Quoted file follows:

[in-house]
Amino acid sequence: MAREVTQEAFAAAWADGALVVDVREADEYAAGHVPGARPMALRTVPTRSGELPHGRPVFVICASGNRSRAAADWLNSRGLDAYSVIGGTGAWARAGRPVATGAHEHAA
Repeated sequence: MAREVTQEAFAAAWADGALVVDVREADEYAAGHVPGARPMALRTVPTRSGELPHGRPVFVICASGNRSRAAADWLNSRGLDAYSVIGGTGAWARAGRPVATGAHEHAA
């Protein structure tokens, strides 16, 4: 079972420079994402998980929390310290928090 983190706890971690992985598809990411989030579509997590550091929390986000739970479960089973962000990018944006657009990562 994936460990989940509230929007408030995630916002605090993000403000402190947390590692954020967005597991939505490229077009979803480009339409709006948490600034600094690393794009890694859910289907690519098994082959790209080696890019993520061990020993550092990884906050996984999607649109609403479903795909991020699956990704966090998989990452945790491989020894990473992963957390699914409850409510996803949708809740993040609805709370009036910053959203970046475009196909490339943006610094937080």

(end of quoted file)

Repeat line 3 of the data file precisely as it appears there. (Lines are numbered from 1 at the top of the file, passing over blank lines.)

Repeated sequence: MAREVTQEAFAAAWADGALVVDVREADEYAAGHVPGARPMALRTVPTRSGELPHGRPVFVICASGNRSRAAADWLNSRGLDAYSVIGGTGAWARAGRPVATGAHEHAA